In the United States, millions of children depend on schools for the school day. Most schools are closed for three months over the summer, meaning a lot of these children could be getting less to eat.
In the Washington, D.C. area, a non-profit group has found a way to provide food to boys and girls over the summer months. The group brings meals to them in a converted school bus.
Laura Juarez Crus and her three children live in a mobile home park in northern Virginia. She says many of her neighbors have low-paying jobs or none at all.
“There’s a lot of people who don’t work, and it’s hard to have the kids at home at the house asking for food.”
Like more than 21 million students across the country, her children receive meals for free or at very small cost at school. When classes end, however, so do the meals.
To reach youngsters like these in the D.C. area, the Capital Area Food Bank launched a feeding bus. The group operates the program in partnership with a local grocery store. The feeding bus started making trips to needy communities in June, when school ended.
“When they (kids) see the bus coming, they are happy. They like fruits.”
Cecelia Vergatti is with the Capital Area Food Bank. She helped launch the program.
“So we knew there were pockets of poverty – and there would be pockets of children – that could really use this food. And so hence, the bus idea was born.”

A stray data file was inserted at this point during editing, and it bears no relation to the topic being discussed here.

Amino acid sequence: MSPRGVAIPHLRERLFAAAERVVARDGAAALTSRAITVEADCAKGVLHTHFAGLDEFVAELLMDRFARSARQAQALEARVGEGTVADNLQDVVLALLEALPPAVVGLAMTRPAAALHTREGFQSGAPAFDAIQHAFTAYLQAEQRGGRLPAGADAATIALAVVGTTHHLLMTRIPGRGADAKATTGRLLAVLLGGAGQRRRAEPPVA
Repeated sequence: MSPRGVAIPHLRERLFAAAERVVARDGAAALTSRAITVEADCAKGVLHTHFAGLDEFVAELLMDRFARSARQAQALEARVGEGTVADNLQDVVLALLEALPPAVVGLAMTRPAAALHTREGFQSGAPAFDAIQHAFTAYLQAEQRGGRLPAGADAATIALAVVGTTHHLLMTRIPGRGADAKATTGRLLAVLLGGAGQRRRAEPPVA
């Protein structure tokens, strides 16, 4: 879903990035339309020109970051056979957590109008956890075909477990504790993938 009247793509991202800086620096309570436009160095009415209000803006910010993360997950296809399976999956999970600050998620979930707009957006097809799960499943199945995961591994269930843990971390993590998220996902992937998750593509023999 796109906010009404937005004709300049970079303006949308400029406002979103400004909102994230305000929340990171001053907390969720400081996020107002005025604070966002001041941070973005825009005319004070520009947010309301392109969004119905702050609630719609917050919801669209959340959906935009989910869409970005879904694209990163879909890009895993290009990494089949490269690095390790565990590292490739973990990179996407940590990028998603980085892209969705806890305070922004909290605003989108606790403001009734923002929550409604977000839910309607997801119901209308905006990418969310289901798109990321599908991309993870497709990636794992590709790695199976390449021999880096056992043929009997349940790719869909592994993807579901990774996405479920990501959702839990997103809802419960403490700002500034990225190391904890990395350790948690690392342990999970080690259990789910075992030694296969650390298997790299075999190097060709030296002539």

To identify where the bus should visit, the food bank built what it calls a “hunger map.” It shows many neighborhoods that lack summer feeding programs.
Sixteen million children belong to families that are considered food insecure. Last year, the U.S. government fed more than three million such children. Many others were in need of services like the Food Bank’s bus.
The federal summer food program has been feeding children since 1975. At first, its goal was to provide food for areas like summer camps and community center programs. In such places, about a third of the children receive free or reduced priced meals during the school year.
Audrey Rowe works for the United States Department of Agriculture, which directs the federal summer food service program.
“But it wasn’t created with enough flexibility to address the changes that may happen within the way the schools operate or the intentions of communities and how they provided programs.”
She adds that fewer children are going hungry now because the agency has many more new partners.
One of those partners is the Capital Area Food Bank. It has the ability to reach communities beyond the government program’s target. It brings meals to housing developments and mobile home parks.
Seven-year-old Lucy Velasquez-Castro lives in a mobile home.
“They make sure you eat a lot. It’s so good. My favorite food is apple.”
The program makes sure she has a large supply of apples, and other healthy foods, all summer long.
I’m Jim Tedder.
Janet Weinstein reported on this story from Washington D.C.. Triwik Kurniasari adapted it for Learning English. George Grow was the editor.
converted – adj. relating to a change in purpose; former
grocery – n. fruits, vegetables and other foods
pockets – n. small areas or groups that are different from the larger group
insecure – adj. not well protected
flexibility – n. the ability to change or move